‘Very Flawed’ Infrastructure Bill Passes Senate, Imperfect Reconciliation Bill Looms
The massive infrastructure bill that passed the Senate on Tuesday won’t meet the challenges of ending climate change and the U.S. traffic violence crisis, leaving core elements of those critical agendas up to a messy House debate, advocates said.
Despite 11th-hour grandstanding from far-right members of the GOP, 19 Republican Senators crossed the aisle to pass the Infrastructure Investment and Jobs Act, which proposes to fund and set the rules for core federal transportation programs for the next five years while injecting $550 billion in new, one-time spending into a range of infrastructure initiatives.
There are a handful of silver linings for walkers and cyclists — like a new rule that would require states to spend more on saving their lives when their deaths make up more than 15 percent of roadway fatality totals — but many advocates nonetheless condemned the Senate for squandering a rare Democratic triple majority that could have fundamentally reoriented U.S. transportation priorities.
“The White House will soon discover that they’ve dealt themselves a challenging hand in their long-term effort to address climate change and persistent inequities, while kicking the can down a crumbling road that’s likely to stay that way,” said Beth Osborne, director of Transportation for America, in a statement. “Coming just a day after a dire new IPCC climate report calling for transformational change, the Senate is providing hundreds of billions for status quo programs that will be used to build new roads and produce ever-increasing emissions for decades to come.”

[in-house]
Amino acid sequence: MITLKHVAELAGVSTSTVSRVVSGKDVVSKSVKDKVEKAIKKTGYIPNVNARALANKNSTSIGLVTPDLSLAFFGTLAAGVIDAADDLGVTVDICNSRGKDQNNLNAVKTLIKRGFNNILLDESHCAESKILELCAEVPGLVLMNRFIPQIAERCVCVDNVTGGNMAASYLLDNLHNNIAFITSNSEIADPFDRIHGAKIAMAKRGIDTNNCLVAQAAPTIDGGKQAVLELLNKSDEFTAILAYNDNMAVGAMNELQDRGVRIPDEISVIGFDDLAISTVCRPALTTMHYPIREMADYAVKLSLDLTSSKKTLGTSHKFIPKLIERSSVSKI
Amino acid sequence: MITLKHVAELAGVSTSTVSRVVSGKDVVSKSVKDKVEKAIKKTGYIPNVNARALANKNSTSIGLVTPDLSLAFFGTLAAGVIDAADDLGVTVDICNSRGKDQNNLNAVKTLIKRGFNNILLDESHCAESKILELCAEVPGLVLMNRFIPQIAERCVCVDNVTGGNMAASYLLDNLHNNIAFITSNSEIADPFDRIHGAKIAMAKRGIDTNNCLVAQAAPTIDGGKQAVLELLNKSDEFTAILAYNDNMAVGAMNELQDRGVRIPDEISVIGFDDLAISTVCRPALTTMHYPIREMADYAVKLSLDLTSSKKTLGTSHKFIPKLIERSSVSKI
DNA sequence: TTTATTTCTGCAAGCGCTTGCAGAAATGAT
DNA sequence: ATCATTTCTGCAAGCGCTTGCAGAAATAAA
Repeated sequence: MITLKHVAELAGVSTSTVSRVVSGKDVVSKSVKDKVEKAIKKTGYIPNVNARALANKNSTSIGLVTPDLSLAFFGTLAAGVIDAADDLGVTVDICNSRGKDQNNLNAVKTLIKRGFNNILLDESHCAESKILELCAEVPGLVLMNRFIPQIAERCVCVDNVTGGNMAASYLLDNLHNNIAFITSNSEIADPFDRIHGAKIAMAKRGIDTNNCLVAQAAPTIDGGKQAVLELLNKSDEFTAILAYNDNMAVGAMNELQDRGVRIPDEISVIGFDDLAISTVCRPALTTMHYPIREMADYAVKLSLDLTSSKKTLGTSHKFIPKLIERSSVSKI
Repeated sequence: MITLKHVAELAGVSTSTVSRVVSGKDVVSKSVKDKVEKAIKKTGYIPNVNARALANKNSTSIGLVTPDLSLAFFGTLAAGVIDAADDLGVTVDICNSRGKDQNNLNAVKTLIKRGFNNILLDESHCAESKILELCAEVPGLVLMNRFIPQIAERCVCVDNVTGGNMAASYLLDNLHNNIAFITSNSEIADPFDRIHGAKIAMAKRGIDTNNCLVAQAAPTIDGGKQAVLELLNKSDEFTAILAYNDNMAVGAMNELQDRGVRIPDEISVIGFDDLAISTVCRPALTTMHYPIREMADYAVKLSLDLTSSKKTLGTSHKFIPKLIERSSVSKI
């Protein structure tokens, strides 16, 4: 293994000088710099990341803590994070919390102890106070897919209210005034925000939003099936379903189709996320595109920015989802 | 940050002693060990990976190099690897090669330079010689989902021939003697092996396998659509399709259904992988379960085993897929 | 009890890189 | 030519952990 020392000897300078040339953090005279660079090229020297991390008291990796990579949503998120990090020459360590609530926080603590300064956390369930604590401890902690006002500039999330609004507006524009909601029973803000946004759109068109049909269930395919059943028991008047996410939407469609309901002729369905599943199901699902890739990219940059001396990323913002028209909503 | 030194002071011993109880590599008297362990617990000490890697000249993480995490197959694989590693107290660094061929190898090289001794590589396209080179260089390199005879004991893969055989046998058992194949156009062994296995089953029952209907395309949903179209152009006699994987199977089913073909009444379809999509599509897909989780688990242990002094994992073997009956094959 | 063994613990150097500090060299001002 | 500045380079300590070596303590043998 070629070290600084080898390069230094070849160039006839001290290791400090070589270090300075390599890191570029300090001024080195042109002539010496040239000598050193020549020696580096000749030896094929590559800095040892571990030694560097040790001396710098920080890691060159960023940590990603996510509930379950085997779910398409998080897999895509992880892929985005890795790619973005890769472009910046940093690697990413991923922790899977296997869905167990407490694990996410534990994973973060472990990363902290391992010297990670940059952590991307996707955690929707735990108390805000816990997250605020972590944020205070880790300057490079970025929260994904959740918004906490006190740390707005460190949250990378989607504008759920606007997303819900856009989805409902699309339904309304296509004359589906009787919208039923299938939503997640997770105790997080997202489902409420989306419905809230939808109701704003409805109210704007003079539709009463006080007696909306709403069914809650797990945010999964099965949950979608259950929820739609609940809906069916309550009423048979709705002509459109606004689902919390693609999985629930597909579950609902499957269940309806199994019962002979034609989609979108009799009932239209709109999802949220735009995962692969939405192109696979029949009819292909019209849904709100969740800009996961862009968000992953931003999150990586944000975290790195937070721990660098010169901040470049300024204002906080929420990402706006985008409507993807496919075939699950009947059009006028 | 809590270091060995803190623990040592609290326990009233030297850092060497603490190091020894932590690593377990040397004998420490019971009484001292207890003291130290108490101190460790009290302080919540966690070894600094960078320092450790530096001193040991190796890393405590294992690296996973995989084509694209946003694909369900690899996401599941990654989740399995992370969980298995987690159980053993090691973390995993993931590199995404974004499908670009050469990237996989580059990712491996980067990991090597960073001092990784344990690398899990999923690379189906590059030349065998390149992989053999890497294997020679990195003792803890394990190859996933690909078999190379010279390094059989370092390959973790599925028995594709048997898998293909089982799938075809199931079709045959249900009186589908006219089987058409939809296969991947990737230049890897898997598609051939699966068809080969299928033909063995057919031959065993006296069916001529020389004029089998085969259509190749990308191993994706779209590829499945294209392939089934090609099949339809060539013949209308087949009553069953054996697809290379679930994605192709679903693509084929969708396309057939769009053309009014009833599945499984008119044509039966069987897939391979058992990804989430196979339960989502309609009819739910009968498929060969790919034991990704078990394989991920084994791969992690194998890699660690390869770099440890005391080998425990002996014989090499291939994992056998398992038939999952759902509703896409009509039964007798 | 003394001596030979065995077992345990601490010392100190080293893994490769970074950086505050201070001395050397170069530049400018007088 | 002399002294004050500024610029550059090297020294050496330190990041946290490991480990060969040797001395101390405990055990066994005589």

The bipartisan package would inject a historic $39 billion into public transit agencies and create new $5-billion “Safe Streets for All” program, but those ostensible wins would be immediately undermined by a more than $100 billion boost to highway spending with no requirements that those funds be used for maintenance on the U.S.’s crumbling roads and bridges — a ratio that Osborne has compared to attempting to “fill a hole with a teaspoon” while simultaneously digging it out “with an excavator.”
When you're wondering whether the US federal government is taking climate change seriously https://t.co/MrSkm4wB8H
— Yonah Freemark (@yfreemark) August 10, 2021
It will be hard to meet our climate goals with $200 billion in unrestricted funding for highways. https://t.co/0lAVwUuXiV
— NACTO (@NACTO) August 10, 2021
Even some of the legislation’s silver linings shone less brightly in the final version of the bill.
Advocates had initially praised the Infrastructure Investment and Jobs Act’s efforts to adapt federal motor vehicle safety standards to include overdue safety improvements like automatic emergency braking systems, distracted driver monitoring systems, and new hood and bumper standards that are more forgiving to pedestrians in the event of a crash, but the fine print revealed that the National Highway Traffic Safety Administration wouldn’t be required to accomplish any of those reforms by a specific deadline — which could easily mean they’ll never happen at all. (Read more about the shortcomings of the bill’s vehicle safety measures here.)